:: Article

The New Spoilt

By Guy Mankowski.

Tariq Goddard, Nature and Necessity (Repeater Books, 2017)

If, in postmodern life, the world has become a stage set, then Petula Montague’s family have the pick of the décor. Following the death of grand narratives — such as nationalism and religion — the world has become devoid of a sense of objective truth. Goddard’s protagonist in Nature and Necessity, Petula, is a very English personification of this malaise. In the novel’s prologue, whilst describing Petula’s speculative attempts at flower arranging Goddard writes: ‘It did not matter if this [flower] display failed to reflect truth, as even in her own company, Petula did not see things as they were but as she wished others to, the public self the only one she would acknowledge’.

In fitting with such mythomanes, Petula is a protagonist who denies any fixed truths, except for the ‘truth’ of her own feelings. An opening salvo of dialogue has Petula denying even the existence of autumn. In the postmodern world, the actor on the stage designs the stage as they perform on it. All is perception.

In a neat insightful detail Goddard reveals that the Montague family wealth (allowing them to maintain the façade of running a rural farm) in fact comes from ‘factory-farms in The Philippines, owned by Petula’s estranged husband’. This line encapsulates so much. The British progressive classes’ reliance on the sweat of impoverished workers in distant lands. Whilst they perform a sense of authenticity which feels deeply vacant. So too, within Goddard’s novel, is woven the invisible criteria for social inclusion that such families rely upon to survive. Goddard nails the fact that such families see themselves as beyond any question of scrutiny themselves — they have no expectations to live up to. They expect from the world. It is a postmodern appropriation of the colonial attitude. Perhaps knowing that in the north such families build literal and figurative castles Goddard roots the Montagues there. Surrounded by people they deem lowly enough to be useful and invisible. It seems all too apt for him to have the Montagues shopping in a York branch of John Lewis, early in the novel. You can just imagine.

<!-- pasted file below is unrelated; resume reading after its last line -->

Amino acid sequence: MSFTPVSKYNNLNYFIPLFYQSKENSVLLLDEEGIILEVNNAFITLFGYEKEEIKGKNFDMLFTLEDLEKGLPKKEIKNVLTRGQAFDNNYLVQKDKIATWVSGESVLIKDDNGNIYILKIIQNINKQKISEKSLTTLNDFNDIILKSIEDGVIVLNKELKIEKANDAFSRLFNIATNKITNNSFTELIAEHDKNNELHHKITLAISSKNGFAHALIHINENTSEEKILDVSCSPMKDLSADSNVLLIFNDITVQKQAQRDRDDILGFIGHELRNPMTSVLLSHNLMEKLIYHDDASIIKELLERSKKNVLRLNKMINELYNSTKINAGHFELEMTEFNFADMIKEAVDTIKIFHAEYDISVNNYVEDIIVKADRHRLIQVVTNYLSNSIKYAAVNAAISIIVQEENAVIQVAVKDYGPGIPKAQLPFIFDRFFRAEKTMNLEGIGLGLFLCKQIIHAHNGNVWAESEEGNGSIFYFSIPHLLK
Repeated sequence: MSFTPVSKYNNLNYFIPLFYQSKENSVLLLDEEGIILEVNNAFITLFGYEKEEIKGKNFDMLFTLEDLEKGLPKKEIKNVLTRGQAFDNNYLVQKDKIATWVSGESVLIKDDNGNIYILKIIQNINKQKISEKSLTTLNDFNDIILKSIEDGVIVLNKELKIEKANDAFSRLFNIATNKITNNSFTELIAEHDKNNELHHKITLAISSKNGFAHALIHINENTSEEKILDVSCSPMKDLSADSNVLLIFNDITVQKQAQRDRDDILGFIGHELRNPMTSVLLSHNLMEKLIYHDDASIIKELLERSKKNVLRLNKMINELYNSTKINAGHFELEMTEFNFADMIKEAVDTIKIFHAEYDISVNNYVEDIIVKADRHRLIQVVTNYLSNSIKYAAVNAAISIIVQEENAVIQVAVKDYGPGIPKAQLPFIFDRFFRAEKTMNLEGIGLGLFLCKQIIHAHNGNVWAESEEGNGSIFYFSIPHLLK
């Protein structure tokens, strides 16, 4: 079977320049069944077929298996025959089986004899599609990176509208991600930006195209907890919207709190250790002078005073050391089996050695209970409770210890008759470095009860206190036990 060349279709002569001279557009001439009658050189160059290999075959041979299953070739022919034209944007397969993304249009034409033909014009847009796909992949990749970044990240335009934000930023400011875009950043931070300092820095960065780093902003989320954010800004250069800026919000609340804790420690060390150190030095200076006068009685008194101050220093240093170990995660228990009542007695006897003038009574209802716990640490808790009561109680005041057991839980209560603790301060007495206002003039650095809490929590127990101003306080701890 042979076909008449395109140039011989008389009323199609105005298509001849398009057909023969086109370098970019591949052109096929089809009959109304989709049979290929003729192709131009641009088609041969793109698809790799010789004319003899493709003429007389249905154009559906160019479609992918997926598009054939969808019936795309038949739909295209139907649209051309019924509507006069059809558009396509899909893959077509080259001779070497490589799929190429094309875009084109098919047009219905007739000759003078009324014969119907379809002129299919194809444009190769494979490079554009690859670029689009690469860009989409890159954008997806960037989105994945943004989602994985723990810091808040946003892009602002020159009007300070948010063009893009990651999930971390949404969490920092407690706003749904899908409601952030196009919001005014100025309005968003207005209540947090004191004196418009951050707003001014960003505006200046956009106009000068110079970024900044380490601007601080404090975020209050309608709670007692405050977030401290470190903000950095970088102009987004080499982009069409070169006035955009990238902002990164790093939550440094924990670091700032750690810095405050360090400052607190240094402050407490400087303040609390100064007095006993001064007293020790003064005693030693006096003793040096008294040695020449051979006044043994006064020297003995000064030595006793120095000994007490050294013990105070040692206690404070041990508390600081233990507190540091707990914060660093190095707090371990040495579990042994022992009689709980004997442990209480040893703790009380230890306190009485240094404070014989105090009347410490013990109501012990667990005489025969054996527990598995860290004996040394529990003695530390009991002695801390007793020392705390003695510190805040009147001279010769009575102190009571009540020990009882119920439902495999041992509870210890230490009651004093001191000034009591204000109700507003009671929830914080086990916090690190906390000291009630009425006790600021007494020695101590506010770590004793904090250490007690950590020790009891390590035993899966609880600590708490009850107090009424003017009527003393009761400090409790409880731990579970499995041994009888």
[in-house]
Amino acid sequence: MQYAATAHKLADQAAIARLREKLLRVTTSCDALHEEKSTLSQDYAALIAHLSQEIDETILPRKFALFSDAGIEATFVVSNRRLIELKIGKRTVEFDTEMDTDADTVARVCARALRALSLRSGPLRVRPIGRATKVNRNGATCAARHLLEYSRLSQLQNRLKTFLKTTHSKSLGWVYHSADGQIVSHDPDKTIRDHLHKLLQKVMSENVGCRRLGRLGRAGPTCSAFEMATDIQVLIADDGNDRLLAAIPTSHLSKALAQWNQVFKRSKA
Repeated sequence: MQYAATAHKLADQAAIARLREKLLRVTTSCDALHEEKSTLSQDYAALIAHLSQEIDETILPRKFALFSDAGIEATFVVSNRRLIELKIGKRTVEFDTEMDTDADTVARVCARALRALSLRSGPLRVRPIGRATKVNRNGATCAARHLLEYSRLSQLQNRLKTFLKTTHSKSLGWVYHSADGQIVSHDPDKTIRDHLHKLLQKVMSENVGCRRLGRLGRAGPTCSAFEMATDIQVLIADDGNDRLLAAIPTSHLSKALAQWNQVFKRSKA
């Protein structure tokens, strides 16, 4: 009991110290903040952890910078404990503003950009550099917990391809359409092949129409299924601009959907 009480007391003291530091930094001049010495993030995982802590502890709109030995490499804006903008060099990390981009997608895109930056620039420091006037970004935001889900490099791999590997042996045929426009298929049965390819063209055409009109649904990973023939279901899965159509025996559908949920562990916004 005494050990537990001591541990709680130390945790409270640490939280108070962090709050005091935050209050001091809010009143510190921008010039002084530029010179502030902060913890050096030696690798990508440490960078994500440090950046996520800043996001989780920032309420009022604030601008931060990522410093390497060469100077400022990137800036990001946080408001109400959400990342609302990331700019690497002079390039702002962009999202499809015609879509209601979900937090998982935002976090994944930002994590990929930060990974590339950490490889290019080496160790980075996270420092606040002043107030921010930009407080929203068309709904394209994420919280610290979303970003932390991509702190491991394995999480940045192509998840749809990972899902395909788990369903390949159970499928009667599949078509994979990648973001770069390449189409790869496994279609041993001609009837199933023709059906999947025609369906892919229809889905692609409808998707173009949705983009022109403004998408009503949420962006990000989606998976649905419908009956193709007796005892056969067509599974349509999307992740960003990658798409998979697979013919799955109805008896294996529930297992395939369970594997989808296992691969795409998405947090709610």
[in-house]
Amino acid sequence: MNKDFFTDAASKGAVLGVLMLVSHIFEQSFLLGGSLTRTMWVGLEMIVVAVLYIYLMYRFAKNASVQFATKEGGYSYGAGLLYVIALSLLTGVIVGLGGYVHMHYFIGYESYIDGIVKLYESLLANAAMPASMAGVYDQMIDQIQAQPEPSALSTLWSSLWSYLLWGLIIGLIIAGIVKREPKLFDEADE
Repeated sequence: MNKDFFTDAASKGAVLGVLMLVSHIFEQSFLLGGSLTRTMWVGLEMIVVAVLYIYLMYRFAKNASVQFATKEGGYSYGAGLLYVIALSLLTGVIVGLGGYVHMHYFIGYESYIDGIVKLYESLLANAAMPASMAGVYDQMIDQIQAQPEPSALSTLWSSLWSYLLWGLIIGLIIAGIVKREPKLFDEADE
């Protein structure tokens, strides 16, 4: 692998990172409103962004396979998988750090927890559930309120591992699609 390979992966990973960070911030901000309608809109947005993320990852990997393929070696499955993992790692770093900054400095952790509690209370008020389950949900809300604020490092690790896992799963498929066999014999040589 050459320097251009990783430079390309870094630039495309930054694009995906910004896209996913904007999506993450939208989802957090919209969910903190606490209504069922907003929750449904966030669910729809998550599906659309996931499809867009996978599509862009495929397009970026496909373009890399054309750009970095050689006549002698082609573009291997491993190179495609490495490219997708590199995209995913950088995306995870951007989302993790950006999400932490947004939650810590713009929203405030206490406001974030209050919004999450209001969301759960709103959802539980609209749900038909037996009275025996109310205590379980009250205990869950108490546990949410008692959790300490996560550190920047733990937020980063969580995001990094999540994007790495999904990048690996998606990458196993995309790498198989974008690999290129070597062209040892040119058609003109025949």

Unusually, Goddard’s novel takes us inside Petula’s pathological, psychological reasoning and keeps us there. This exposition-heavy style, evoking nineteenth century literature, is a high-risk narrative device. The reader’s morbid fascination for a protagonist’s psychological interior is relied upon. I found through Petula that the behaviour of some key political figures (Boris Johnson, Donald Trump) were recalled. She is a person who uses her own psychopathology as a management device. As Goddard writes: ‘Perhaps this was why a shrill current of hurt was often noticeable in her voice, a primary wound she had no intention of closing. Without completely meaning to, she cultivated it, filling it with generous helpings of fresh pain, until the morning came when she awoke to find hurt installed as the organizing principle of her life.’